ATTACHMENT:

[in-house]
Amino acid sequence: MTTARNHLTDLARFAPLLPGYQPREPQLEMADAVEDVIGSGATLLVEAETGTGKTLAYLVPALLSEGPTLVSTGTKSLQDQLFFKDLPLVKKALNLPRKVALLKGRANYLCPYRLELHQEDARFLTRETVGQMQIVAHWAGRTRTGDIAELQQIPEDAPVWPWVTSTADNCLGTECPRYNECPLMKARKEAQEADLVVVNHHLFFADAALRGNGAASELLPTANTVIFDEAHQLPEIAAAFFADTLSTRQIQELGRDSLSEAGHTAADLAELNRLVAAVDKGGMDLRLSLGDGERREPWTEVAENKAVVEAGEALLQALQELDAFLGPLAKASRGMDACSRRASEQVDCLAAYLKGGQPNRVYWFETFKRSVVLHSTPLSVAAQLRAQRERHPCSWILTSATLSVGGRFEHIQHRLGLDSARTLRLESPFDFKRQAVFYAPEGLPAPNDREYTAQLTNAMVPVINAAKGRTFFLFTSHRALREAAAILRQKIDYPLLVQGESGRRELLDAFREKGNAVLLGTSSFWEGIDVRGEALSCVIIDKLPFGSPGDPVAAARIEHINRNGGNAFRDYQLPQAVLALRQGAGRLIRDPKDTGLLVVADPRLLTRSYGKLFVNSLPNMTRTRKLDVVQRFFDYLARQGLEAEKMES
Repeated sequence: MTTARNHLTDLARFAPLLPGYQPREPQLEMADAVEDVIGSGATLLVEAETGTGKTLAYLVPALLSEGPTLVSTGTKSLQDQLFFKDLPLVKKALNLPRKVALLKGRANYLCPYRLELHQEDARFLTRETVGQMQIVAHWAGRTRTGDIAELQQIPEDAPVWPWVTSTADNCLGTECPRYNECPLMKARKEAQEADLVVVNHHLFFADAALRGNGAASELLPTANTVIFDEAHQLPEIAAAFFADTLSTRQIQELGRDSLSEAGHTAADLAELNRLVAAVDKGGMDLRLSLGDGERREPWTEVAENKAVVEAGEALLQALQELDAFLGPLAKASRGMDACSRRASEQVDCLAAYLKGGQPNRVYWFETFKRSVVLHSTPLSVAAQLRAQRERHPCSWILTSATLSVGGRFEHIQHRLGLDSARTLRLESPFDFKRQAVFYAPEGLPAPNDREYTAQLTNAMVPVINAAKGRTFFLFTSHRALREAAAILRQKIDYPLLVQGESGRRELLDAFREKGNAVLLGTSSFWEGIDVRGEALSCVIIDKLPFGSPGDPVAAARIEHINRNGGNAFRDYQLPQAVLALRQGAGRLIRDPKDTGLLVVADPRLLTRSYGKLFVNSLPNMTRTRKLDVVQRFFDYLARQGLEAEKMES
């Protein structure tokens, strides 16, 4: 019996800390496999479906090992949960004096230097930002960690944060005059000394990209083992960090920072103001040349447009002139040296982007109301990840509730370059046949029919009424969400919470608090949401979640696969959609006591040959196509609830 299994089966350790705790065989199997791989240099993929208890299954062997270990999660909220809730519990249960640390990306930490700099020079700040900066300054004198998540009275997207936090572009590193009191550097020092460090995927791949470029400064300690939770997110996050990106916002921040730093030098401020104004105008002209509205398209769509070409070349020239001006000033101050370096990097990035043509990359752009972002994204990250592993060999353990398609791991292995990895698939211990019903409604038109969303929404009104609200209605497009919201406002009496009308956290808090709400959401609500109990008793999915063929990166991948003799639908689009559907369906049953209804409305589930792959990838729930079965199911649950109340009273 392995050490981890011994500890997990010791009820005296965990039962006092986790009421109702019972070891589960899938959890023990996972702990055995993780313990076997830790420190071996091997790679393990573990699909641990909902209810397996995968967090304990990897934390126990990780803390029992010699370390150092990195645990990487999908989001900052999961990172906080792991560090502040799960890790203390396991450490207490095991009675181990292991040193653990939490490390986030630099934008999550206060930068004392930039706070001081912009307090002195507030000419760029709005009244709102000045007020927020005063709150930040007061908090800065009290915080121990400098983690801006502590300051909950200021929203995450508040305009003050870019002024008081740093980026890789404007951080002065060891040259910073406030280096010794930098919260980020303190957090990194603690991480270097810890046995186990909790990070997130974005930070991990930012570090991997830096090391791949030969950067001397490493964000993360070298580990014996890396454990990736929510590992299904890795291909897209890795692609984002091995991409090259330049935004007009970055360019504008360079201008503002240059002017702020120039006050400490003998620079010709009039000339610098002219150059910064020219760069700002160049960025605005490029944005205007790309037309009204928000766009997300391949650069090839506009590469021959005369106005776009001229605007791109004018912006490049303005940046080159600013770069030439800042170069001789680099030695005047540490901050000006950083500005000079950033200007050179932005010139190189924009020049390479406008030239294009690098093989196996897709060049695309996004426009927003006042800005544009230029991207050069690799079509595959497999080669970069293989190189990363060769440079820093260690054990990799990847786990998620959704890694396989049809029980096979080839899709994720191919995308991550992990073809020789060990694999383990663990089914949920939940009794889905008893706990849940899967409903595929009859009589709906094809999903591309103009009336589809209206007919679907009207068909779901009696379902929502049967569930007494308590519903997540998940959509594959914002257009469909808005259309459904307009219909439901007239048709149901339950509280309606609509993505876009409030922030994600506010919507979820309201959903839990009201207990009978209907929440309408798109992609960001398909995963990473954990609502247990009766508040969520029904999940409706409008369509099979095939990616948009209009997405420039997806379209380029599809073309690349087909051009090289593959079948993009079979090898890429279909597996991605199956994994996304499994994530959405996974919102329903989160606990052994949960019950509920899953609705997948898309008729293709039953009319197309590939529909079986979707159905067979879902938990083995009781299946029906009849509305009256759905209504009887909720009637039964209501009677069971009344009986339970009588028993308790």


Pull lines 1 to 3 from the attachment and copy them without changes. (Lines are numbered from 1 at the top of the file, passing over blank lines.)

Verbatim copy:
[in-house]
Amino acid sequence: MTTARNHLTDLARFAPLLPGYQPREPQLEMADAVEDVIGSGATLLVEAETGTGKTLAYLVPALLSEGPTLVSTGTKSLQDQLFFKDLPLVKKALNLPRKVALLKGRANYLCPYRLELHQEDARFLTRETVGQMQIVAHWAGRTRTGDIAELQQIPEDAPVWPWVTSTADNCLGTECPRYNECPLMKARKEAQEADLVVVNHHLFFADAALRGNGAASELLPTANTVIFDEAHQLPEIAAAFFADTLSTRQIQELGRDSLSEAGHTAADLAELNRLVAAVDKGGMDLRLSLGDGERREPWTEVAENKAVVEAGEALLQALQELDAFLGPLAKASRGMDACSRRASEQVDCLAAYLKGGQPNRVYWFETFKRSVVLHSTPLSVAAQLRAQRERHPCSWILTSATLSVGGRFEHIQHRLGLDSARTLRLESPFDFKRQAVFYAPEGLPAPNDREYTAQLTNAMVPVINAAKGRTFFLFTSHRALREAAAILRQKIDYPLLVQGESGRRELLDAFREKGNAVLLGTSSFWEGIDVRGEALSCVIIDKLPFGSPGDPVAAARIEHINRNGGNAFRDYQLPQAVLALRQGAGRLIRDPKDTGLLVVADPRLLTRSYGKLFVNSLPNMTRTRKLDVVQRFFDYLARQGLEAEKMES
Repeated sequence: MTTARNHLTDLARFAPLLPGYQPREPQLEMADAVEDVIGSGATLLVEAETGTGKTLAYLVPALLSEGPTLVSTGTKSLQDQLFFKDLPLVKKALNLPRKVALLKGRANYLCPYRLELHQEDARFLTRETVGQMQIVAHWAGRTRTGDIAELQQIPEDAPVWPWVTSTADNCLGTECPRYNECPLMKARKEAQEADLVVVNHHLFFADAALRGNGAASELLPTANTVIFDEAHQLPEIAAAFFADTLSTRQIQELGRDSLSEAGHTAADLAELNRLVAAVDKGGMDLRLSLGDGERREPWTEVAENKAVVEAGEALLQALQELDAFLGPLAKASRGMDACSRRASEQVDCLAAYLKGGQPNRVYWFETFKRSVVLHSTPLSVAAQLRAQRERHPCSWILTSATLSVGGRFEHIQHRLGLDSARTLRLESPFDFKRQAVFYAPEGLPAPNDREYTAQLTNAMVPVINAAKGRTFFLFTSHRALREAAAILRQKIDYPLLVQGESGRRELLDAFREKGNAVLLGTSSFWEGIDVRGEALSCVIIDKLPFGSPGDPVAAARIEHINRNGGNAFRDYQLPQAVLALRQGAGRLIRDPKDTGLLVVADPRLLTRSYGKLFVNSLPNMTRTRKLDVVQRFFDYLARQGLEAEKMES